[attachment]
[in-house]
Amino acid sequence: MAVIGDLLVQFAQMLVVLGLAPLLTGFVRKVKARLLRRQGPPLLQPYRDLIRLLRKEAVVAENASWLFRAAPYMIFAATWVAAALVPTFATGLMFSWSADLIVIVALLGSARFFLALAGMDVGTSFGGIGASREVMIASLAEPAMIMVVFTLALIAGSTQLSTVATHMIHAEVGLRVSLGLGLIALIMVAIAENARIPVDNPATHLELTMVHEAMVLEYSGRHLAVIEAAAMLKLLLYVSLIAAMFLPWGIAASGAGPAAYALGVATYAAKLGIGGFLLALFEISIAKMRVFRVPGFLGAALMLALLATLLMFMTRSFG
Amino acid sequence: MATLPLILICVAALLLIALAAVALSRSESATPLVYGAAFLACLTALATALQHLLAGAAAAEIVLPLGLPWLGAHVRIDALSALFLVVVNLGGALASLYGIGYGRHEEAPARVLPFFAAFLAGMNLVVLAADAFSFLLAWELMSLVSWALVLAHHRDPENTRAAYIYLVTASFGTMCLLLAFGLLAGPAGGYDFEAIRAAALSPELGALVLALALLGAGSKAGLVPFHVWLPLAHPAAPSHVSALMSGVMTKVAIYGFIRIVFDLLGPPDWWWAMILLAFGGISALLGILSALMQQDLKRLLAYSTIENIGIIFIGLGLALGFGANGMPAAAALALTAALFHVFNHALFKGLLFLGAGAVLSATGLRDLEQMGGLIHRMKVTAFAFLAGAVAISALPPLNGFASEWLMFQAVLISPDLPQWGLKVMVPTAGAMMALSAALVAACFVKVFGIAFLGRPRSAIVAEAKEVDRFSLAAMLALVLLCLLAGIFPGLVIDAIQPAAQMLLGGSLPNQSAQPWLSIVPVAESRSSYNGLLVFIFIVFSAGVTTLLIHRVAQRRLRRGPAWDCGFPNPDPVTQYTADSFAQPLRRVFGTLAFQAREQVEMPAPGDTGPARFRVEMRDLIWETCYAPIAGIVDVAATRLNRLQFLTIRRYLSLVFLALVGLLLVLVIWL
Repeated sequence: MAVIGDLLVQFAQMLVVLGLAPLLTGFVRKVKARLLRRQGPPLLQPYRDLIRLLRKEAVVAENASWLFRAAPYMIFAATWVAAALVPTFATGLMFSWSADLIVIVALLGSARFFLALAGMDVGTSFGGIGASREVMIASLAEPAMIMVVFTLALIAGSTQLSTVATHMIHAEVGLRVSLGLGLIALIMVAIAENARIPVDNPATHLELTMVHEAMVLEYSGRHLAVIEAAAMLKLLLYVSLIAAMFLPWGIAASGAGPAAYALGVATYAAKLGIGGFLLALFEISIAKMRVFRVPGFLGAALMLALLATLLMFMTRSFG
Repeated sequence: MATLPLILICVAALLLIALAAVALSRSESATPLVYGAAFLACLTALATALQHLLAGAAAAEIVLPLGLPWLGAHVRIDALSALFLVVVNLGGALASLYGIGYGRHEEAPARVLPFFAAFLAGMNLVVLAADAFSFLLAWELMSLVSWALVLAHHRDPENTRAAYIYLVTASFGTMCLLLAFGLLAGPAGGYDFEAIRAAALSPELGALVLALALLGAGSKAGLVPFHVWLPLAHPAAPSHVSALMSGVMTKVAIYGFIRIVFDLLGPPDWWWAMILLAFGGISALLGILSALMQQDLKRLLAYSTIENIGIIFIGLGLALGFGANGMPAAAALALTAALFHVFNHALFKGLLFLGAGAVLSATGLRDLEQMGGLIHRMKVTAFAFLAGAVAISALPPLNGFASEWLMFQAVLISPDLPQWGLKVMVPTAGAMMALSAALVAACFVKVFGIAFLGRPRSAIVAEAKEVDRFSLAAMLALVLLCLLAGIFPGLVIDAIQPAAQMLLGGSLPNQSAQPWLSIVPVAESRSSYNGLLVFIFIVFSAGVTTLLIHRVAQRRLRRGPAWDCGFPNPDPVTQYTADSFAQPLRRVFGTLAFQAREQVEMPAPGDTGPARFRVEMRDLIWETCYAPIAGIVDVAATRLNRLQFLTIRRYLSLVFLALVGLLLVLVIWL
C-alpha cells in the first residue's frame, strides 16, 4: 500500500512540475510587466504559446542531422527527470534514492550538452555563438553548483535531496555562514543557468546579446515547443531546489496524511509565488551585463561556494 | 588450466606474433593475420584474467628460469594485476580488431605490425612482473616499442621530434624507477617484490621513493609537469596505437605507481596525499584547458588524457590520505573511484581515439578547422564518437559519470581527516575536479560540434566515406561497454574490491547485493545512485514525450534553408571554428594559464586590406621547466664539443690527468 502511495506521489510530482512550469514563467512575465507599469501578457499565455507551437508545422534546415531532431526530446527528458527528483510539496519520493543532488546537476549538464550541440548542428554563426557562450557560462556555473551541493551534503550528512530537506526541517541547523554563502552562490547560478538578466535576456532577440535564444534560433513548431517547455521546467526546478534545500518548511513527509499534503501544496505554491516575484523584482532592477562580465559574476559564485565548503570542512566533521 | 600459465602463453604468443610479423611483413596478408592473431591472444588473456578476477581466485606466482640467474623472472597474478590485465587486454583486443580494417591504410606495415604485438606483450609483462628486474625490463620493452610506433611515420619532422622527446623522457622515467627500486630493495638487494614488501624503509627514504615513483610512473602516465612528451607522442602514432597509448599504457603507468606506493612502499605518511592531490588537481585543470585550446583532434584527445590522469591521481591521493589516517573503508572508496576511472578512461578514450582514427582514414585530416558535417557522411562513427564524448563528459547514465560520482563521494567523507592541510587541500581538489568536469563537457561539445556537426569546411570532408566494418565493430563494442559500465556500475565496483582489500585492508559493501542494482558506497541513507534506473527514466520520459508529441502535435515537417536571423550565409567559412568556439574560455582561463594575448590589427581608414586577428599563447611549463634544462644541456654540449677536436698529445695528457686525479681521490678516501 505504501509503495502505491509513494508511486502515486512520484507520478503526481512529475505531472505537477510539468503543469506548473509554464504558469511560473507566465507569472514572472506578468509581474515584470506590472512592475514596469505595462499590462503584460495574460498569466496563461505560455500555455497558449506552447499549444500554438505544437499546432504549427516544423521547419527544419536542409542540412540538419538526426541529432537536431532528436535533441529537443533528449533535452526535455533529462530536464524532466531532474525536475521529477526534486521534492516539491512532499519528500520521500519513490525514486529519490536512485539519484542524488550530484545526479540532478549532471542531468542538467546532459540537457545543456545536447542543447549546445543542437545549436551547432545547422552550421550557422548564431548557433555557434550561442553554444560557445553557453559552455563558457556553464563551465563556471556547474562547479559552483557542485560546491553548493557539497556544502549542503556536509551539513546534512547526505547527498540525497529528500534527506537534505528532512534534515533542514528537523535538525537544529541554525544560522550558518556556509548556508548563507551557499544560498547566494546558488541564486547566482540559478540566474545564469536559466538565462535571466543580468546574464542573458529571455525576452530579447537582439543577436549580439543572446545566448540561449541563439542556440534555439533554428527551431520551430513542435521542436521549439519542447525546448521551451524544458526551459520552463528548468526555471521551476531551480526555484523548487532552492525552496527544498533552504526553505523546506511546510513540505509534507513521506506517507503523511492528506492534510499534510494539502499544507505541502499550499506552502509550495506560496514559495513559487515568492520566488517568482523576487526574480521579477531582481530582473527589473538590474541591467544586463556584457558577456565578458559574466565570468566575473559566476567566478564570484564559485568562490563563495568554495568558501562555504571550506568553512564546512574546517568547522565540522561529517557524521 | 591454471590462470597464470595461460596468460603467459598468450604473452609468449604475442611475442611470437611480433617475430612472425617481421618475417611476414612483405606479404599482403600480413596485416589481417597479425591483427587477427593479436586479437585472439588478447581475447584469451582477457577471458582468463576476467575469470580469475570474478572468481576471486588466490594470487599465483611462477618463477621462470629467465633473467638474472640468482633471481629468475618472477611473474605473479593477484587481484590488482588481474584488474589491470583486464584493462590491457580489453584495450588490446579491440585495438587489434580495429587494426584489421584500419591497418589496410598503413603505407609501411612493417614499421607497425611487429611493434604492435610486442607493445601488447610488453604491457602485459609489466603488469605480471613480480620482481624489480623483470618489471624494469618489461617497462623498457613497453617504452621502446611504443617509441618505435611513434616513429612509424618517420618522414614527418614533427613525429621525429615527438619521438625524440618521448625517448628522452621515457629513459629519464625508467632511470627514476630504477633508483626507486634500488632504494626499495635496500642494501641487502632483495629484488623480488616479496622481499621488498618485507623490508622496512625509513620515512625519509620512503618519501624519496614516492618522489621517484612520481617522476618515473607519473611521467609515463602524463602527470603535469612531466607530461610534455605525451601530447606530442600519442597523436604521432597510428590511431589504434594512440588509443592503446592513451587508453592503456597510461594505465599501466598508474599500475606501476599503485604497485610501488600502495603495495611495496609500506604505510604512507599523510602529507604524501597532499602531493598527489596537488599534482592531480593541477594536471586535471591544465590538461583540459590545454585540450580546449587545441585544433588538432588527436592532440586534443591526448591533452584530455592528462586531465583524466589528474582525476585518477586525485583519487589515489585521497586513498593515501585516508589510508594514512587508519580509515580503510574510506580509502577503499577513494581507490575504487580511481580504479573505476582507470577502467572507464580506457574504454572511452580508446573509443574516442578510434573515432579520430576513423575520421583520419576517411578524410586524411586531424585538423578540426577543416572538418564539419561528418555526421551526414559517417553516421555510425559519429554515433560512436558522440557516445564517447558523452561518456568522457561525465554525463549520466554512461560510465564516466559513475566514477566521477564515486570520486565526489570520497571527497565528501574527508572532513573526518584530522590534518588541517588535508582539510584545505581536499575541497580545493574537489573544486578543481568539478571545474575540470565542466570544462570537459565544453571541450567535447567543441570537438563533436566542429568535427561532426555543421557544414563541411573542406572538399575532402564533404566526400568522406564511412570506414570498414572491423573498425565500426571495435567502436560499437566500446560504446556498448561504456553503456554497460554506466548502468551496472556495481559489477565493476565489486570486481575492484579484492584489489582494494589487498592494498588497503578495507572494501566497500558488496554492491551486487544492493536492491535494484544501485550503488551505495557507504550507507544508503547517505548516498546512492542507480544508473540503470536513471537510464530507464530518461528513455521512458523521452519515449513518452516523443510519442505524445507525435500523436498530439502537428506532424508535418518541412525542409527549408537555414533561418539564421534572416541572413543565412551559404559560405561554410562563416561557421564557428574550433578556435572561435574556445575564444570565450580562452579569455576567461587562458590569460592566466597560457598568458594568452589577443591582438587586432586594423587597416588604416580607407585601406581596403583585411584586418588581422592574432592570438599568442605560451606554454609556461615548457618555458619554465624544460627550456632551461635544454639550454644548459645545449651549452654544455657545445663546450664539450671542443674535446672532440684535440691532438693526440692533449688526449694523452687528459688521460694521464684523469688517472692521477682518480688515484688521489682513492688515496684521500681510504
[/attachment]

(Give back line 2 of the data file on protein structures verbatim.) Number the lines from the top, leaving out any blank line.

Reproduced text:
Amino acid sequence: MAVIGDLLVQFAQMLVVLGLAPLLTGFVRKVKARLLRRQGPPLLQPYRDLIRLLRKEAVVAENASWLFRAAPYMIFAATWVAAALVPTFATGLMFSWSADLIVIVALLGSARFFLALAGMDVGTSFGGIGASREVMIASLAEPAMIMVVFTLALIAGSTQLSTVATHMIHAEVGLRVSLGLGLIALIMVAIAENARIPVDNPATHLELTMVHEAMVLEYSGRHLAVIEAAAMLKLLLYVSLIAAMFLPWGIAASGAGPAAYALGVATYAAKLGIGGFLLALFEISIAKMRVFRVPGFLGAALMLALLATLLMFMTRSFG